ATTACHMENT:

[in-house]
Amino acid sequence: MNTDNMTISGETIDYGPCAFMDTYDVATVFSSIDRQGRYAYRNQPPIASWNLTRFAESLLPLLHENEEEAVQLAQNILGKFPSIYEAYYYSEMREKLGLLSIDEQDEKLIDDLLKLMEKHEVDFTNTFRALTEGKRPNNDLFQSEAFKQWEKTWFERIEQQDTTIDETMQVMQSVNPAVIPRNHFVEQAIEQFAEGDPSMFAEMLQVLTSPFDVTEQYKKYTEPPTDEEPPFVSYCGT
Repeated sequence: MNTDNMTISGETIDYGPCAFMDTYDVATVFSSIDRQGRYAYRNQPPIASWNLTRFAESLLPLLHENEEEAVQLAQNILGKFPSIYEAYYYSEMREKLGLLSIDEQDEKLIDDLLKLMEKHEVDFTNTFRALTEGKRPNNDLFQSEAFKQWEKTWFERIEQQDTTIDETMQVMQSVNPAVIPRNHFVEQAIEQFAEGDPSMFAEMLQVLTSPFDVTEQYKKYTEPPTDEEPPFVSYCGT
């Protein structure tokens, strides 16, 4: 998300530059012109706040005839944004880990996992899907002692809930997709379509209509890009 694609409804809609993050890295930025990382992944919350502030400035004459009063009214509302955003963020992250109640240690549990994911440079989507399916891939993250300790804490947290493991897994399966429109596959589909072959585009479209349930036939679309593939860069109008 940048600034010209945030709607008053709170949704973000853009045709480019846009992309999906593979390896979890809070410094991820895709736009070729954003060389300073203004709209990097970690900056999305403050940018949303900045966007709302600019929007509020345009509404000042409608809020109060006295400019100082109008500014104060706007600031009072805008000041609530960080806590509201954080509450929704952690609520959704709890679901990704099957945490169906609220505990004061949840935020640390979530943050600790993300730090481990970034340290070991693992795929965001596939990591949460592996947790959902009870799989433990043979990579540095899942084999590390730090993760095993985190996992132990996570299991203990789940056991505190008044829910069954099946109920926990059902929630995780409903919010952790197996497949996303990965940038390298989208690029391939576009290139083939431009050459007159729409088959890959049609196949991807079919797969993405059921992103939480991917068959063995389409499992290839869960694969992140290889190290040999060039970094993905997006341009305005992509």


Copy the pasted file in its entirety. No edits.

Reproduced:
[in-house]
Amino acid sequence: MNTDNMTISGETIDYGPCAFMDTYDVATVFSSIDRQGRYAYRNQPPIASWNLTRFAESLLPLLHENEEEAVQLAQNILGKFPSIYEAYYYSEMREKLGLLSIDEQDEKLIDDLLKLMEKHEVDFTNTFRALTEGKRPNNDLFQSEAFKQWEKTWFERIEQQDTTIDETMQVMQSVNPAVIPRNHFVEQAIEQFAEGDPSMFAEMLQVLTSPFDVTEQYKKYTEPPTDEEPPFVSYCGT
Repeated sequence: MNTDNMTISGETIDYGPCAFMDTYDVATVFSSIDRQGRYAYRNQPPIASWNLTRFAESLLPLLHENEEEAVQLAQNILGKFPSIYEAYYYSEMREKLGLLSIDEQDEKLIDDLLKLMEKHEVDFTNTFRALTEGKRPNNDLFQSEAFKQWEKTWFERIEQQDTTIDETMQVMQSVNPAVIPRNHFVEQAIEQFAEGDPSMFAEMLQVLTSPFDVTEQYKKYTEPPTDEEPPFVSYCGT
């Protein structure tokens, strides 16, 4: 998300530059012109706040005839944004880990996992899907002692809930997709379509209509890009 694609409804809609993050890295930025990382992944919350502030400035004459009063009214509302955003963020992250109640240690549990994911440079989507399916891939993250300790804490947290493991897994399966429109596959589909072959585009479209349930036939679309593939860069109008 940048600034010209945030709607008053709170949704973000853009045709480019846009992309999906593979390896979890809070410094991820895709736009070729954003060389300073203004709209990097970690900056999305403050940018949303900045966007709302600019929007509020345009509404000042409608809020109060006295400019100082109008500014104060706007600031009072805008000041609530960080806590509201954080509450929704952690609520959704709890679901990704099957945490169906609220505990004061949840935020640390979530943050600790993300730090481990970034340290070991693992795929965001596939990591949460592996947790959902009870799989433990043979990579540095899942084999590390730090993760095993985190996992132990996570299991203990789940056991505190008044829910069954099946109920926990059902929630995780409903919010952790197996497949996303990965940038390298989208690029391939576009290139083939431009050459007159729409088959890959049609196949991807079919797969993405059921992103939480991917068959063995389409499992290839869960694969992140290889190290040999060039970094993905997006341009305005992509």